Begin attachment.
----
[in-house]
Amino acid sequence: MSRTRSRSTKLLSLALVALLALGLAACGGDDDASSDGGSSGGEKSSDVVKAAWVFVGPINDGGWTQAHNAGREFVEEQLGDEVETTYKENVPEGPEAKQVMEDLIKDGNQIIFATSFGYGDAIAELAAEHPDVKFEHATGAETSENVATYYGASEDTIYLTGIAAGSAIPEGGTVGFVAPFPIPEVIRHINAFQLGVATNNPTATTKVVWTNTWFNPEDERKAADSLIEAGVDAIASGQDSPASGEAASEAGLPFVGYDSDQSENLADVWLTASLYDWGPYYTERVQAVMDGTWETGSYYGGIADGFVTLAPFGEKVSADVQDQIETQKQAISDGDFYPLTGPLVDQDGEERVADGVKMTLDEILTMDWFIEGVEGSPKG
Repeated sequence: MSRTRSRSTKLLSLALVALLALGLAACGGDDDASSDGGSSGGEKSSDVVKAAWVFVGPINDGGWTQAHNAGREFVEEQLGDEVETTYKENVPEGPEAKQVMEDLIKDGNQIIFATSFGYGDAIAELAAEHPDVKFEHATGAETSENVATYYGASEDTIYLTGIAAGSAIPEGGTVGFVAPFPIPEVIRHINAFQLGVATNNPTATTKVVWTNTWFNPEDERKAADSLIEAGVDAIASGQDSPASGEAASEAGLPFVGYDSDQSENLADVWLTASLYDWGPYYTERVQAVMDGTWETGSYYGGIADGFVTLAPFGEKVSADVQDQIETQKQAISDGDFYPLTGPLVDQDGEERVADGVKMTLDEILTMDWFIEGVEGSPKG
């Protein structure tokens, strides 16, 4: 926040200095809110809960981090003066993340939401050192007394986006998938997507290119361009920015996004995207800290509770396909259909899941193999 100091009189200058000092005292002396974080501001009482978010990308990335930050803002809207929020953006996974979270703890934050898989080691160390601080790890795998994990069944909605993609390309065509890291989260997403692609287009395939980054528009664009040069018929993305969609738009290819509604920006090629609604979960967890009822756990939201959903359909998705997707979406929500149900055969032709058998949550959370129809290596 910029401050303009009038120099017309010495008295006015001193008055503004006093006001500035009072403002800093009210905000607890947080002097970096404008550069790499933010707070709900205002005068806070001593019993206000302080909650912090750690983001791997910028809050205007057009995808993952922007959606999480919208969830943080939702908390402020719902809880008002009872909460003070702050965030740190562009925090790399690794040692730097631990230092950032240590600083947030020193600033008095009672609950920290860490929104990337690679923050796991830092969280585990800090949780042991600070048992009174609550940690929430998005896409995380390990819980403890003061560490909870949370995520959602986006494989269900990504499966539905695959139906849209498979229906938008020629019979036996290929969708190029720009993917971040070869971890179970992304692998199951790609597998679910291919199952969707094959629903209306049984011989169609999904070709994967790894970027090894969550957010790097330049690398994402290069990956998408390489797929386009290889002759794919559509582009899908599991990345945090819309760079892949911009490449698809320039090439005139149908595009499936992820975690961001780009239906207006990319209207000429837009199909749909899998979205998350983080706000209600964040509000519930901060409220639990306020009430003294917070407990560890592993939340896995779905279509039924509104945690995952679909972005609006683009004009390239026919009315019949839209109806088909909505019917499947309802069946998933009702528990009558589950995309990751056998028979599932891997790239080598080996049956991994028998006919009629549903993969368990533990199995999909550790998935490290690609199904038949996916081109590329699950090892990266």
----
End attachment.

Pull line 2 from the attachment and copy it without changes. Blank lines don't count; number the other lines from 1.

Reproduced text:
Amino acid sequence: MSRTRSRSTKLLSLALVALLALGLAACGGDDDASSDGGSSGGEKSSDVVKAAWVFVGPINDGGWTQAHNAGREFVEEQLGDEVETTYKENVPEGPEAKQVMEDLIKDGNQIIFATSFGYGDAIAELAAEHPDVKFEHATGAETSENVATYYGASEDTIYLTGIAAGSAIPEGGTVGFVAPFPIPEVIRHINAFQLGVATNNPTATTKVVWTNTWFNPEDERKAADSLIEAGVDAIASGQDSPASGEAASEAGLPFVGYDSDQSENLADVWLTASLYDWGPYYTERVQAVMDGTWETGSYYGGIADGFVTLAPFGEKVSADVQDQIETQKQAISDGDFYPLTGPLVDQDGEERVADGVKMTLDEILTMDWFIEGVEGSPKG